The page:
In a normal year, the Miramar basketball team would’ve entered this season with a lot of hype and excitement. The Patriots won the program’s first state basketball title in March, and the team’s returning players would’ve been ready to defend their trophy.
But nothing about the 2020-21 basketball season has been normal. The coronavirus pandemic pushed back the start of the season for Broward County teams, and each week, games across South Florida had to be canceled as teams entered COVID-19 quarantine protocols.
“The momentum was kind of slowed down, due to the fact that we couldn’t be together,” Miramar coach Tramaine Stevens said.
Instead of the typical 20-plus game regular-season schedule, Miramar played only five regular-season games and three Broward County Athletic Association Big 8 tournament games before entering the district tournament and starting their title defense.
“It’s been an up-and-down battle, but the guys stayed focused, they maintained their schoolwork and their work ethic through the Zoom meetings,” Stevens said. “We didn’t really get to play a lot of games, but as you can see, we’re starting to jell at the right times.”
Sixty-one players, coaches and officials associated with the BCAA have tested positive for COVID-19, according to BCAA Athletics and Student Activities Shawn Cerra. He said at one point, 12 BCAA teams were quarantined at the same time.
“I’m incredibly proud to be a part of the Broward County Athletic Association,” Cerra said. “I think that our school administrations, athletic directors and athletes actually did everything that we could, really enforced the protocols and procedures that we put in place. We’re the only county in the state that’s doing a QR [code] temperature checks, pulse checks, oxygen checks. And when you do all that, you have a process and really a procedure in place, you’re going to have data.
“We’ve had some incidents where we’ve had some kids with symptoms or had some concerns, and we had to quarantine or cancel games and reschedule them.”
Broward winter-sports teams had to delay their season until Jan. 4, as the BCAA aimed to ensure the resources were there to play in the midst of a pandemic without being drawn away by the end of the fall sports season. When the season did start, there were COVID-19 restrictions in place. A BCAA Big 8 tournament game was even paused to ensure teams were following pandemic protocols.
“We’ve never lived in a pandemic before, so it’s just all about communication and consistency and making sure everyone’s on the same page with regards to what the expectations are and when they can return, and making sure the kids understand that they have a sense of responsibility,” Cerra said.
Cerra said he does not believe athletes are getting infected with the coronavirus while they are at practices or games.
“I think that the kids are safe when they’re with us,” Cerra said. “It’s just that they’ve got to make good decisions, not go to parties. If they do go to a party, they’ve got to be wearing a face covering and really shouldn’t be at one with big numbers. If they’re around family, they need to make sure they’re doing their part.”
Palm Beach County teams started their seasons earlier, without a December delay. But teams there also faced the difficulties of last-minute cancellations and quarantines.
“I feel like the school board, they did what they felt was the best thing for the athletes and for the athletic programs,” Forest Hill coach Tony Watson said. “And I can’t dispute the way that they handled [it] because the most important thing is safety. I think the school board went through all the precautions to make sure that we have a productive season without any bad accidents. I will say that the school board did the best job that could possibly be done.”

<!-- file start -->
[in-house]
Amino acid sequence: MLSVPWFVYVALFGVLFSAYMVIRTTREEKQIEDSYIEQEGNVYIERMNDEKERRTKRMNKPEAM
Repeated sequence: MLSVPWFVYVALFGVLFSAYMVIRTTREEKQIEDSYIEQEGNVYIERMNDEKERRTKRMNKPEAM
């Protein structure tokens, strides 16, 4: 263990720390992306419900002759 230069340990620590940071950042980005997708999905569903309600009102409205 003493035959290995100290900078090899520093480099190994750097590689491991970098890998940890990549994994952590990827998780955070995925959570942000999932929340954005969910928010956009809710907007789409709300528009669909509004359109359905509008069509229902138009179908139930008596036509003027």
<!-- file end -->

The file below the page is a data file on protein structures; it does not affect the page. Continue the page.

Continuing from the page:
Broward County’s altered schedule made things tougher for teams coming into the shortened season, as normal practices and workout schedules were replaced by personal workouts and video-chat meetings.
“We really didn’t have any offseason workouts like we usually do,” Stevens said. “The skill development and transformation from the weight room, it wasn’t there. ... Unfortunately, we couldn’t get together but we tried our best by just doing body weights and committing to the smaller things.”
Miramar was one team that needed to quarantine for 14 days this season. The Patriots’ loss to Miami Westminster Christian would up being the Patriots’ regular-season finale, and they did not take the court again until they faced South Plantation in the BCAA Big 8 tournament.
Senior players have borne the emotional brunt this season, playing their final high-school basketball games in front of a limited number of fans and seeing some of their last games canceled on short notice.
“For the seniors, what we have to remember is a lot of seniors play in the hopes that they can earn a scholarship,” Watson said. “Just with them knowing that there’s going to be some games cut, there’s the possibility that there could’ve been a game or games that could’ve added to their résumé to prove to some college coach that they could play on their campus. With that being cut short, it might determine whether some seniors get that opportunity.
But as the Patriots and other boys teams play their district tournaments and girls basketball teams start their state-series playoffs, coaches are hoping the shortened season was enough to get their teams ready for the postseason.
“The chemistry is definitely off,” Stevens said. “Even when we played in those five [regular-season] games, we never reached the peak where the coaching staff felt like we were ready to make this run for the playoffs. But that Western game [in the Big 8 tournament] was really big for us. It was a rivalry game, and to see the kids really start jelling and come together in that game, in that moment, on that championship stage, is huge for us going into the playoffs.”